Sec. 16d. Any minor who shall, during the time of his or her commitment, be found incorrigible, or who shall be, in the judgment of the board of trustees of said school, determined to be an improper subject for detention in said school, may be returned to the court by which said minor was committed, and upon written complaint of the said board, attested by the superintendent of said school, and filed with the original complaint, it shall be the duty of said court to enter judgment and pass such nce as would have been lawful at the time when the said minor was first committed to the said school. [New section, approved March 23, 1893. Stats. 1893, p. 331. In effect immediately.]

Sec. 17. If any accusation of the commission of any crime shall be made against any minor under the age of eighteen years before any grand jury, and the charge appears to be supported by evidence sufficient to put the accused upon trial, the grand jury may, in their discretion, instead of finding an indictment against the accused, return to the superior court that it appears to them that the accused is a suitable person to be committed to the care and guardianship of said institution; the court may thereupon order such commitment, if satisfied from the evidence that such commitment ought to be made, which examination may be waived by the parent or guardian of such minor. [Amendment approved March 23, 1893. Stats. 1893, p. 332. In effect immediately.]

Sec. 18. If any minor between the ages of eight and eighteen years shall be arraigned for trial in any court having competent jurisdiction, on a charge of any violation of any criminal law of this state, except for the commission of a capital offense, or an attempt to commit a capital offense, the judge may, in his discretion, with the consent of the accused, arrest at any stage of the cause any further proceedings on the part of the prosecution, and commit the accused to the care and guardianship of this institution. [Amendment, approved March 23, 1893. Stats. 1893, p. 332. In effect immediately.]

Sec. 19. All minors between the ages of eight and eighteen years, who may be accused of any offense punishable by imprisonment, shall, with a view to the question whether they ought to be committed to said institution, be entitled to a private examination and trial before a court having competent jurisdiction, to which only the parties to the case and the parent or guardian of the accused and their attorneys shall be admitted, unless one of the parents, the guardian, or other legal representative of the minor demand a public trial; in such case, the proceedings shall be in the usual manner. [Amendment, approved March 23, 1893. Stats. 1893, p. 332. In effect immediately.]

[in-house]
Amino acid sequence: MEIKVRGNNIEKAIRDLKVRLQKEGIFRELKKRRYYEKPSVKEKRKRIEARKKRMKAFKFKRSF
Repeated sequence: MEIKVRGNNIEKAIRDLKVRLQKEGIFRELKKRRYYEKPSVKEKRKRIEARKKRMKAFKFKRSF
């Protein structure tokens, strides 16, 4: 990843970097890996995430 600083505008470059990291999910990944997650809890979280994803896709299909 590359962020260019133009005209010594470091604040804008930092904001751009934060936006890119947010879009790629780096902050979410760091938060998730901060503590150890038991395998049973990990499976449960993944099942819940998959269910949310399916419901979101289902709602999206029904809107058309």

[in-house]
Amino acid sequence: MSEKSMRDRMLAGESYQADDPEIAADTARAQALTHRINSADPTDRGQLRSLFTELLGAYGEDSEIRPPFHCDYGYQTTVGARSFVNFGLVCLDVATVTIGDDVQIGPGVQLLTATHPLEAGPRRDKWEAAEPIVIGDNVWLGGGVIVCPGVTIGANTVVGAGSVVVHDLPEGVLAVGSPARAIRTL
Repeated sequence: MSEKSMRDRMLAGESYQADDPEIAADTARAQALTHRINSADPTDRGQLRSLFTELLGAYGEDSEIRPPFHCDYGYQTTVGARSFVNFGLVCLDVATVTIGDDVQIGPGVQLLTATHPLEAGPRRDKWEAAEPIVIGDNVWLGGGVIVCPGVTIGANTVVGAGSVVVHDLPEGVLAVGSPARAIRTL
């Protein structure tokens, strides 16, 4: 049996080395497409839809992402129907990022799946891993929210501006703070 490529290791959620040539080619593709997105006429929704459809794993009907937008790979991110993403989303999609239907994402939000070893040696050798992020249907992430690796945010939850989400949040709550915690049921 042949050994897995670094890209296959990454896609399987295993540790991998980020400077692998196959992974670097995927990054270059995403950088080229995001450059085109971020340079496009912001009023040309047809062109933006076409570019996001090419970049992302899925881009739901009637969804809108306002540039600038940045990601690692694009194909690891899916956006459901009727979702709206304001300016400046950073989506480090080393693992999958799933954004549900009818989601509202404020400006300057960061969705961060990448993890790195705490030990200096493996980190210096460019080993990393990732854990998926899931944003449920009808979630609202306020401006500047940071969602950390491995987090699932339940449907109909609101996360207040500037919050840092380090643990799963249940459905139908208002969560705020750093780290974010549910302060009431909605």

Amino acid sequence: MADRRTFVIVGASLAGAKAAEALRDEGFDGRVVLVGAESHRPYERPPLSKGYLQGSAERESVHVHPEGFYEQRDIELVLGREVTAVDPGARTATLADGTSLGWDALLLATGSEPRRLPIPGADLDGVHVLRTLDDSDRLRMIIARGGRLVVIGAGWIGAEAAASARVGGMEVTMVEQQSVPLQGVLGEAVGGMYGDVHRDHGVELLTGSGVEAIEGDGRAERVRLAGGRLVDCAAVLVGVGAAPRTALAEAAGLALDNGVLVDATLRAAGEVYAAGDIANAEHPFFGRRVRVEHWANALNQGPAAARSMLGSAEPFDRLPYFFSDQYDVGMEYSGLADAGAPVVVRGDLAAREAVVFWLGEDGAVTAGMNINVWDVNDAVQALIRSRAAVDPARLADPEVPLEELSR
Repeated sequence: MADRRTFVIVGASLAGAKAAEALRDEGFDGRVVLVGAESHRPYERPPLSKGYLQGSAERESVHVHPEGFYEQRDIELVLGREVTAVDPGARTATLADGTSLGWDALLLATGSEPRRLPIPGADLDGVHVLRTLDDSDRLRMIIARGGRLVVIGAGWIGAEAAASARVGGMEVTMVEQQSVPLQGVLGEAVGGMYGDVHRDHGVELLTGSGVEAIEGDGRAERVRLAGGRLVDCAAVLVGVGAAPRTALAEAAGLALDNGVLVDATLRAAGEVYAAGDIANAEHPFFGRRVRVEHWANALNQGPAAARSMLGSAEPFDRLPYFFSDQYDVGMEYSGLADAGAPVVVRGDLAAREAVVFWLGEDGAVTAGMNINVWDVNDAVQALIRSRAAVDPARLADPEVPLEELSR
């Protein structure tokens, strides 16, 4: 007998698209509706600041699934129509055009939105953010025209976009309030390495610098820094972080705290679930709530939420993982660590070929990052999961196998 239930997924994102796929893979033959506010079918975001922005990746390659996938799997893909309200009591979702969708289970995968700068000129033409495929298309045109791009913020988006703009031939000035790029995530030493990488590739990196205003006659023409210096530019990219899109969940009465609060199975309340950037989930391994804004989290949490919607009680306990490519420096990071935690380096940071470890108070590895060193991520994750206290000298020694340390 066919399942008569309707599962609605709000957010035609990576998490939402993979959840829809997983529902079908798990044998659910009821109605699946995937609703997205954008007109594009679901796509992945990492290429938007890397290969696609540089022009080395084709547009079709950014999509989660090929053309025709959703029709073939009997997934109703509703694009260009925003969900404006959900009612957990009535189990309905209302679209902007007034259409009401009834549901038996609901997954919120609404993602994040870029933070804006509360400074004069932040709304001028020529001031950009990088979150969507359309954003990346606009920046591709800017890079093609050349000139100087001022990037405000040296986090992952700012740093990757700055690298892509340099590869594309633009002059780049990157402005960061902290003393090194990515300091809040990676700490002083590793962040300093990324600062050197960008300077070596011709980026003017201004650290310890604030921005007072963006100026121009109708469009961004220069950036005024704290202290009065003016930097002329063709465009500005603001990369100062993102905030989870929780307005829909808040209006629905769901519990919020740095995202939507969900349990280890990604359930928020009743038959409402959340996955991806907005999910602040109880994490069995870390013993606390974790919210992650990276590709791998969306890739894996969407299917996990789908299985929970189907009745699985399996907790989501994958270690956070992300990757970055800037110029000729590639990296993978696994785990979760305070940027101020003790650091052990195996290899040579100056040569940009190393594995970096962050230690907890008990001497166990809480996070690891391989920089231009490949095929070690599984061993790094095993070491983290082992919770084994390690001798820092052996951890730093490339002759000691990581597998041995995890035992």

Sec. 20. It shall also be lawful for the said board of trustees, under such rules as they may prescribe, to receive into the care and guardianship of said institution, whenever it may be convenient so to do, minors between the ages of eight and eighteen years, committed to custody in any of the following modes:

1. Minors committed by any judge of a superior court of this state, on the complaint in writing, filed and due proof thereof made by the parent or guardian of such minor, showing that by reason of the incorrigible and vicious conduct or nature of such minor he is beyond the control and power of such parent or guardian, and that from a regard for the future welfare of such minor and the protection of society it appears that such minor should be placed in the care of such institution.

2. Minors committed by any judge of the superior court of this state where complaint in writing has been filed and due proof of the same has been made showing that such minor is a proper subject for the care and guardianship of such institution in consequence of vagrancy or of incorrigible or vicious conduct, in cases where, from moral depravity or otherwise, the parent or guardian having the control of such minor is incapable of exercising or is unwilling to exercise the proper care or discipline over such minor, or in cases where such minor has no parent, guardian, or other protector.

3. Minors committed by any judge of the superior court of this state where complaint in writing has been filed and due proof of the same has been made by the mother or guardian, when the father is dead, or has abandoned his family, or is an habitual drunkard, or does not provide for the support of such minor, and it appears that such minor is destitute of a suitable home and of adequate means of obtaining an honest living, or is in danger of being brought